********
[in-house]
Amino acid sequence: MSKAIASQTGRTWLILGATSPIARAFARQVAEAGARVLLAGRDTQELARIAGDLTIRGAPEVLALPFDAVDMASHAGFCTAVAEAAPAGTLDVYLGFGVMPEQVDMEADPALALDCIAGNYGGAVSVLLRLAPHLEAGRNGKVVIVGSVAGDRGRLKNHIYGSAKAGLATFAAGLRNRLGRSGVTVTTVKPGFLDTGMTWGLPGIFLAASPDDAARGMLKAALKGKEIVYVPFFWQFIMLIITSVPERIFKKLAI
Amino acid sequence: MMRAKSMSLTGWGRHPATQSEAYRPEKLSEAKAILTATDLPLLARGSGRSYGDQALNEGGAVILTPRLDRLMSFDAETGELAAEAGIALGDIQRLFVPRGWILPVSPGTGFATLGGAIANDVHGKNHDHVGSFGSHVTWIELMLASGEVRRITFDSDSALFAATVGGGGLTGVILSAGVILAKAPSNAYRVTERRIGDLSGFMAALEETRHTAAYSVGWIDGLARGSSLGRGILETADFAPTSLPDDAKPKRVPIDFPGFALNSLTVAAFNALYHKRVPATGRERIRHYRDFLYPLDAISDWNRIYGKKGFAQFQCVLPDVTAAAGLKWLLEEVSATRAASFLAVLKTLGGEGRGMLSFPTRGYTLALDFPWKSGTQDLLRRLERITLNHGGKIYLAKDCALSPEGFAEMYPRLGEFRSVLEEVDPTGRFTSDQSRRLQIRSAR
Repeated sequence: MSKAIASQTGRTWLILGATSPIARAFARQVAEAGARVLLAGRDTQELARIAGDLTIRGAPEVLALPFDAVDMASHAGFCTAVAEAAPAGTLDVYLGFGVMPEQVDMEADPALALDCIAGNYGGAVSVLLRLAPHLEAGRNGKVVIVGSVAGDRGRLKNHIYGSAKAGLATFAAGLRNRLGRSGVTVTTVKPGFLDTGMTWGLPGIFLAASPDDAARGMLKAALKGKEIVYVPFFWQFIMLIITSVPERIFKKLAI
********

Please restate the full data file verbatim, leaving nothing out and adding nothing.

[in-house]
Amino acid sequence: MSKAIASQTGRTWLILGATSPIARAFARQVAEAGARVLLAGRDTQELARIAGDLTIRGAPEVLALPFDAVDMASHAGFCTAVAEAAPAGTLDVYLGFGVMPEQVDMEADPALALDCIAGNYGGAVSVLLRLAPHLEAGRNGKVVIVGSVAGDRGRLKNHIYGSAKAGLATFAAGLRNRLGRSGVTVTTVKPGFLDTGMTWGLPGIFLAASPDDAARGMLKAALKGKEIVYVPFFWQFIMLIITSVPERIFKKLAI
Amino acid sequence: MMRAKSMSLTGWGRHPATQSEAYRPEKLSEAKAILTATDLPLLARGSGRSYGDQALNEGGAVILTPRLDRLMSFDAETGELAAEAGIALGDIQRLFVPRGWILPVSPGTGFATLGGAIANDVHGKNHDHVGSFGSHVTWIELMLASGEVRRITFDSDSALFAATVGGGGLTGVILSAGVILAKAPSNAYRVTERRIGDLSGFMAALEETRHTAAYSVGWIDGLARGSSLGRGILETADFAPTSLPDDAKPKRVPIDFPGFALNSLTVAAFNALYHKRVPATGRERIRHYRDFLYPLDAISDWNRIYGKKGFAQFQCVLPDVTAAAGLKWLLEEVSATRAASFLAVLKTLGGEGRGMLSFPTRGYTLALDFPWKSGTQDLLRRLERITLNHGGKIYLAKDCALSPEGFAEMYPRLGEFRSVLEEVDPTGRFTSDQSRRLQIRSAR
Repeated sequence: MSKAIASQTGRTWLILGATSPIARAFARQVAEAGARVLLAGRDTQELARIAGDLTIRGAPEVLALPFDAVDMASHAGFCTAVAEAAPAGTLDVYLGFGVMPEQVDMEADPALALDCIAGNYGGAVSVLLRLAPHLEAGRNGKVVIVGSVAGDRGRLKNHIYGSAKAGLATFAAGLRNRLGRSGVTVTTVKPGFLDTGMTWGLPGIFLAASPDDAARGMLKAALKGKEIVYVPFFWQFIMLIITSVPERIFKKLAI